A Thirty-Eight Year Evolution of Post-Traumatic Lower Extremity Reconstruction with Free Flaps at NYU Medical Center
Tomer Avraham, MD, Rohini L. Kadle, BS, Joshua Cohen, BS, William Hambley, BS, Alejandro Gomez-Viso, BS, William Rifkin, BS, Daniel Ceradini, MD, Pierre B. Saadeh, MD, Vishal Thanik, MD, Jamie P. Levine, MD.
NYU Langone Medical Center, New York, NY, USA.
Review trends in post-traumatic microvascular lower extremity reconstructions at a single academic center.
A prospectively maintained microvascular registry was queried for patient and operative variables.
Between 1976 and 2014 651 free flaps were performed for lower extremity trauma reconstruction. 75% of patients were male with a mean age of 37. Case volume peaked by the 1980’s and then significantly declined in the mid 1990’s (fig1). The frequency of muscle flaps and fasciocutaneous flaps has been divergent, with muscle flaps the predominant choice into the 2000’s, following an initial period of exclusive groin flap usage. Over the past five years this trend has reversed, with 80% of reconstructions now utilizing fasciocutaneous flaps (fig1). Subset analysis demonstrates that the popularity fasciocutaneous flaps correlates to distinct “flap eras”, starting with the groin flap, followed by the parascapular flap, and most recently the ALT (fig2).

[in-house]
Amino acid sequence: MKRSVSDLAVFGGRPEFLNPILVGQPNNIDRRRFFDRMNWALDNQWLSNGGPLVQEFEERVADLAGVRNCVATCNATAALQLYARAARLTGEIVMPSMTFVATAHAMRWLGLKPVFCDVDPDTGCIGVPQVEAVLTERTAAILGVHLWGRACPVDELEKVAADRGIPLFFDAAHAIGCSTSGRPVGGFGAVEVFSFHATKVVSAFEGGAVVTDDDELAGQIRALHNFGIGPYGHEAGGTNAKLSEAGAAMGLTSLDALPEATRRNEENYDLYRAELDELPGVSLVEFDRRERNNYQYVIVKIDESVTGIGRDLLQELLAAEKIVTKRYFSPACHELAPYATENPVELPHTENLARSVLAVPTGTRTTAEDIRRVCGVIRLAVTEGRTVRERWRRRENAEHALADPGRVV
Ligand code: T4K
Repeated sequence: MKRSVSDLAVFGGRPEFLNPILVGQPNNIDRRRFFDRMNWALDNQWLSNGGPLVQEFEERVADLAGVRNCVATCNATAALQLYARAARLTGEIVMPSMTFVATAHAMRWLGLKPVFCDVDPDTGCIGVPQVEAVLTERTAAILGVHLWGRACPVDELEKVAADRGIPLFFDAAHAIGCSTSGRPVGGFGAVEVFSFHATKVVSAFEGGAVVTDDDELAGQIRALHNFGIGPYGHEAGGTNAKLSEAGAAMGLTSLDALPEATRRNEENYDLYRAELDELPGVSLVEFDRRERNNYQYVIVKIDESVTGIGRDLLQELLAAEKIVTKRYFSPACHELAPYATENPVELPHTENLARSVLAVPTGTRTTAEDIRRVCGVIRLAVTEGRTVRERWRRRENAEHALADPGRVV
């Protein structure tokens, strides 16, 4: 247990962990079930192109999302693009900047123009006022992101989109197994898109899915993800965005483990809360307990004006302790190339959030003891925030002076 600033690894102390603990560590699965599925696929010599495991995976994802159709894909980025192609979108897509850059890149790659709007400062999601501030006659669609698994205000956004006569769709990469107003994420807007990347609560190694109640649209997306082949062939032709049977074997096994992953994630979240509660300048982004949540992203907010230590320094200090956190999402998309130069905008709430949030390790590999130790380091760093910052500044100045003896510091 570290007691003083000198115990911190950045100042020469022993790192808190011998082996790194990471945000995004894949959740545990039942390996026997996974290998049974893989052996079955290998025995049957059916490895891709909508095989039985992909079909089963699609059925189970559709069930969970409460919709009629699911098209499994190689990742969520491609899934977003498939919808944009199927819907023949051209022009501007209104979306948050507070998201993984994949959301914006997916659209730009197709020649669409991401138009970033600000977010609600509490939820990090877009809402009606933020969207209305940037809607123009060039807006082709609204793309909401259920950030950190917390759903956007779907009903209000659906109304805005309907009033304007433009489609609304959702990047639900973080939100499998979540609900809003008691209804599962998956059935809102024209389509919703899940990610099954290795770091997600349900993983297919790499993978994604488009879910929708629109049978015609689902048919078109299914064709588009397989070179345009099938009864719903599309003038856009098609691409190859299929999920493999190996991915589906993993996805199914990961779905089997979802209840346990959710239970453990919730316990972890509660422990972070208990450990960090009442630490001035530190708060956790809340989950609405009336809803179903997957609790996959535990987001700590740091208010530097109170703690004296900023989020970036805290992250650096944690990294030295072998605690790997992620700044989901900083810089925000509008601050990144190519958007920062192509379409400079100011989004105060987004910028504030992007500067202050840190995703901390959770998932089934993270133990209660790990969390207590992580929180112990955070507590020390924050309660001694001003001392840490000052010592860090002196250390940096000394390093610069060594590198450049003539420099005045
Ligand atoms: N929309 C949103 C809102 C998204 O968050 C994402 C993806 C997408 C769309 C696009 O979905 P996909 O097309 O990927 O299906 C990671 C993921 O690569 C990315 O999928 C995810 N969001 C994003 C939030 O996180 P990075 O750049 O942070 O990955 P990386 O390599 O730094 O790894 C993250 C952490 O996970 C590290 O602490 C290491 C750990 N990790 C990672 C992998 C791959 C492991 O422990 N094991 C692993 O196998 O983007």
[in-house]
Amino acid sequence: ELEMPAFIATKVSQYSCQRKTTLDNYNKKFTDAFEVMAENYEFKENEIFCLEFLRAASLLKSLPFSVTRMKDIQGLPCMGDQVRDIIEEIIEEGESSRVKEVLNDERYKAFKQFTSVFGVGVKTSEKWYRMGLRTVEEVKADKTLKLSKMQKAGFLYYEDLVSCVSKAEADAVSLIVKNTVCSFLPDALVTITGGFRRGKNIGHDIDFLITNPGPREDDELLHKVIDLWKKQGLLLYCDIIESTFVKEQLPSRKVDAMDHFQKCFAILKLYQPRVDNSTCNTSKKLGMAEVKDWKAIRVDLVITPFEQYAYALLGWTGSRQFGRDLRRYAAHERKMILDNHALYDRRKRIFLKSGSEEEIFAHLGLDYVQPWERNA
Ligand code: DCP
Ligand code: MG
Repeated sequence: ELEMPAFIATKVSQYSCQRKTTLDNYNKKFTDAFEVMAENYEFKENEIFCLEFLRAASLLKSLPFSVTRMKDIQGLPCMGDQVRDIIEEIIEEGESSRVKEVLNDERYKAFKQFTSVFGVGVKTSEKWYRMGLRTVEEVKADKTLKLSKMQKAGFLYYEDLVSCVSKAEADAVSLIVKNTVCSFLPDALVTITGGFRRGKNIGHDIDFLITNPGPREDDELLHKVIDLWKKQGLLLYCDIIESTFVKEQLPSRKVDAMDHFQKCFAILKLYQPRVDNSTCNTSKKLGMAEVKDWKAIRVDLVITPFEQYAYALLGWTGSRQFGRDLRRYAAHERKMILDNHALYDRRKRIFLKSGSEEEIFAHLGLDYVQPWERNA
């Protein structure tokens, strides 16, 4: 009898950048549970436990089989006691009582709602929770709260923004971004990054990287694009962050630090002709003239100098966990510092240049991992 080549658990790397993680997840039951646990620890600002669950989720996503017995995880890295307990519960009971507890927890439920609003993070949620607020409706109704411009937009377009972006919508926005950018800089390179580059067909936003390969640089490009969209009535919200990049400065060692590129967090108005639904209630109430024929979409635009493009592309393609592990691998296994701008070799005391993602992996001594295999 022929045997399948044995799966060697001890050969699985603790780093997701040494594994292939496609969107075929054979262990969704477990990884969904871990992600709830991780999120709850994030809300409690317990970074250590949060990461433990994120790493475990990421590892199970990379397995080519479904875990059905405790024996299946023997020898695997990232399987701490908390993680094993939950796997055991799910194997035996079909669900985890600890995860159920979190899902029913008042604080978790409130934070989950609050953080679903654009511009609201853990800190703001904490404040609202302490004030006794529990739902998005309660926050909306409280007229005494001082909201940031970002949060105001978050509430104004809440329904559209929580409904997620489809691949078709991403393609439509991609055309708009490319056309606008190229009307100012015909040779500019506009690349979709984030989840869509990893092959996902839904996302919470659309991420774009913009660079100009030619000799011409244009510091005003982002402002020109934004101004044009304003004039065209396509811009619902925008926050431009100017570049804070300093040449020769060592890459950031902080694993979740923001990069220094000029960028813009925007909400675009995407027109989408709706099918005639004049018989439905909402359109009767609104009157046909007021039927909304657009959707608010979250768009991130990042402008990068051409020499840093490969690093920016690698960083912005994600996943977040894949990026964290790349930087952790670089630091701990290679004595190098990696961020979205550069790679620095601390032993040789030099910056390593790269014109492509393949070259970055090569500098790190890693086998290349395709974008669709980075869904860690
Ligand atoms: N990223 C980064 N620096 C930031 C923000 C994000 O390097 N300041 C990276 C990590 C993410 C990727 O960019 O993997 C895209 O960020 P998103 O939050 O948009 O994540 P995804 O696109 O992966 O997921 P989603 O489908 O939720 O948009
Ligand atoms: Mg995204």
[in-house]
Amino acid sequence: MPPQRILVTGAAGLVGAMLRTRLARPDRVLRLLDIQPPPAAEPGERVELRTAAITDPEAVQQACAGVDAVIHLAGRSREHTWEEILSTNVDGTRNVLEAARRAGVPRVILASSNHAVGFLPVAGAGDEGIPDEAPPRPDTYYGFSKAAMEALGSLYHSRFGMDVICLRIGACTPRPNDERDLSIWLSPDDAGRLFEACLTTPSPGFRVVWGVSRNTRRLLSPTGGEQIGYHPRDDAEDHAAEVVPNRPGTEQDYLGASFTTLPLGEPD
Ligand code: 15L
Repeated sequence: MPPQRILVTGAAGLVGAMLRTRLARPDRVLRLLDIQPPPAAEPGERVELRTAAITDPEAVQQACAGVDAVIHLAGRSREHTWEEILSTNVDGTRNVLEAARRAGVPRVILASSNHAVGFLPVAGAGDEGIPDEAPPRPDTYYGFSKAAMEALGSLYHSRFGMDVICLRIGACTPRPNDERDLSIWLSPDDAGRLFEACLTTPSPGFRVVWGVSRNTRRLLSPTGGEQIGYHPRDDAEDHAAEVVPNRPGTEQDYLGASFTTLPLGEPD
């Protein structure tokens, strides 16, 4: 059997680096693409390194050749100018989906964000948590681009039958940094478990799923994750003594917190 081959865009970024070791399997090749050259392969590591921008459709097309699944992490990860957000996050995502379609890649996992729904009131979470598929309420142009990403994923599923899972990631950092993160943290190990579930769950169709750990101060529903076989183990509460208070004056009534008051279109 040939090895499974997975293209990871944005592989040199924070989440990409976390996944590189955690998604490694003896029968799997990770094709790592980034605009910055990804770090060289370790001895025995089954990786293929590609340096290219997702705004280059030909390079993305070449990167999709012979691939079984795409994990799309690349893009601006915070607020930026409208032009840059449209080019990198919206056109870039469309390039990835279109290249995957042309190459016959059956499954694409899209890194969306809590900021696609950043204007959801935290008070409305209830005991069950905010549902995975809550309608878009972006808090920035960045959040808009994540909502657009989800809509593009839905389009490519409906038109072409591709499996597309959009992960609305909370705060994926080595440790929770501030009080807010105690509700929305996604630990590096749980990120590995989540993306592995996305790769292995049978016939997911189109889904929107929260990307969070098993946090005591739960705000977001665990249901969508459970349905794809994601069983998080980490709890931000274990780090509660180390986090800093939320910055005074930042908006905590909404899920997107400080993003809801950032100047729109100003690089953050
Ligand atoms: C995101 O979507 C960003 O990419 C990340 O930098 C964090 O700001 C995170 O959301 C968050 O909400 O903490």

The significant decrease in post-traumatic lower extremity free flaps at our institution over the past twenty years may represent changing injury or referral patterns, increased flap success, and use of non-free flap adjuncts such as wound vacs. Recognition of the advantages of the ALT for this indication correlates with an era of fasciocutaneous based reconstruction.
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